Thursday, December 31, 2009

A Review Of The Modified Donchian Channel System

(I accidentally posted this before it was edited and complete, so check out the finished post.)

The Donchian Channel trading method was popularized by Richard Dennis as part of his Turtle Trading system. It could not be simpler. Just go long an N period high and then sell or sell short an N period low. Clearly the success of the Turtle traders proves the validity of this method. doesn't seem to work too well with stocks and stock indexes. In the book, Way of the Turtle by Curtis Faith, the system tests results are based on commodities, currencies and treasuries, but not stocks or stock indexes. (This is a great book for understanding the philosophy behind trend following systems.) I think there is a good reason for that. While I haven't run any tests myself on the original system, anyone who tries to trade it on stocks will quickly get frustrated with the long strings of losses and small profits with just enough big wins on occasion to make you think it's going to work. The obvious problem using the method with stocks led to the Turtle Soup method, which is essentially the same system in reverse, and has led many to claim that it doesn't work at all.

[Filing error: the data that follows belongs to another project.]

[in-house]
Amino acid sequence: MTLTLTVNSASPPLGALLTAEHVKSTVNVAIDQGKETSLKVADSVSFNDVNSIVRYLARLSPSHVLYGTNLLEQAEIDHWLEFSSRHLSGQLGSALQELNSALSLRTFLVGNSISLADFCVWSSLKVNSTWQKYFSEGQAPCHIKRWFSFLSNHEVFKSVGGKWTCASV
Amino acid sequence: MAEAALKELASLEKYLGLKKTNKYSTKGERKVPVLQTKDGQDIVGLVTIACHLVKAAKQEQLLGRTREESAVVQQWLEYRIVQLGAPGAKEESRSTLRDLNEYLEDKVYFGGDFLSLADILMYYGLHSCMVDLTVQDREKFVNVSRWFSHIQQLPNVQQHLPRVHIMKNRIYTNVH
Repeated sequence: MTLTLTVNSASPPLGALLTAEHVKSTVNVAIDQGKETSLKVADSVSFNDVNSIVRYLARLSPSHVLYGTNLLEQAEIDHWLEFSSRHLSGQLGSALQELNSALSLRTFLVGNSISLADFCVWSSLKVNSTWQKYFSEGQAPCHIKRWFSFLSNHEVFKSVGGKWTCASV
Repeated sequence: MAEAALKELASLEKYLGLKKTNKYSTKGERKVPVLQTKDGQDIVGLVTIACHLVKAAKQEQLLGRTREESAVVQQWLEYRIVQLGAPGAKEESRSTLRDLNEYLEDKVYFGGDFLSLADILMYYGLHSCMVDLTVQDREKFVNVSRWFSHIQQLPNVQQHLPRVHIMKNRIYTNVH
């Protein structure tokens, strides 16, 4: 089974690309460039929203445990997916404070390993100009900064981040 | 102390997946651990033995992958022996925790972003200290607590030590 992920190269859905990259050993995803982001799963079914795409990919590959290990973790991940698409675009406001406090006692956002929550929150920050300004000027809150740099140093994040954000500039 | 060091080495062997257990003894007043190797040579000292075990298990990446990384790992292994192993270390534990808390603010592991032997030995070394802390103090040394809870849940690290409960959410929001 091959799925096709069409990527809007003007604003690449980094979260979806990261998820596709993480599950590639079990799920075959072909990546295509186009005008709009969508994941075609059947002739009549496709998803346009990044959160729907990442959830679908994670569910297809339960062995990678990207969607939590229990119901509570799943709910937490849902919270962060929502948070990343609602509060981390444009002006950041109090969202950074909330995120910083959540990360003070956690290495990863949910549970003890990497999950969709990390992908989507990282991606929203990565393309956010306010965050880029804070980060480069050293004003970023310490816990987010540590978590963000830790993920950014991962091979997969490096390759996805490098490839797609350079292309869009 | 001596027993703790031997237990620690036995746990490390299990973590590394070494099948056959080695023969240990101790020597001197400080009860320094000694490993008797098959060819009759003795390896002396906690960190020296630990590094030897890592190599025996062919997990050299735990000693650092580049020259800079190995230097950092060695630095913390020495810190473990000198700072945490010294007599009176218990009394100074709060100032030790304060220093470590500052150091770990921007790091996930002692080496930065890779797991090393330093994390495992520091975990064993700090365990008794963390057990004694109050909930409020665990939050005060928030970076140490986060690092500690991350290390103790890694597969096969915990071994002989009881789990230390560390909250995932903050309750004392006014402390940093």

Of course, this is nothing new. I've heard it all before: moving averages don't work, the macd doesn't work, elliot wave doesn't work, trend following doesn't work, and on and on and on. An analogy might be helpful. Imagine someone who has no experience with golf, who has never seen a professional or successful golfer play, but perhaps has heard about the joys of playing golf from friends and family and wants to learn how to play. This person goes out and buys an expensive set of golf clubs and a couple of books, and then heads off to the driving range. How hard could it be? Just hit the little ball with the club. We all now how it's going to turn out - slices, blocks, hooks, shanks, poor distance and frustration. Even after expensive lessons there is likely to be little improvement. The novice soon concludes that it is impossible to consistently hit a long straight shot with a golf club. Whoever invented the golf club surely didn't know what they were doing. Except we know that isn't true. We have many great examples from professional golf that prove that one can hit great golf shots with a golf club. The problem is there are very few people who know how to teach other people how to use one even if they can use it well themselves. The same holds true with trading.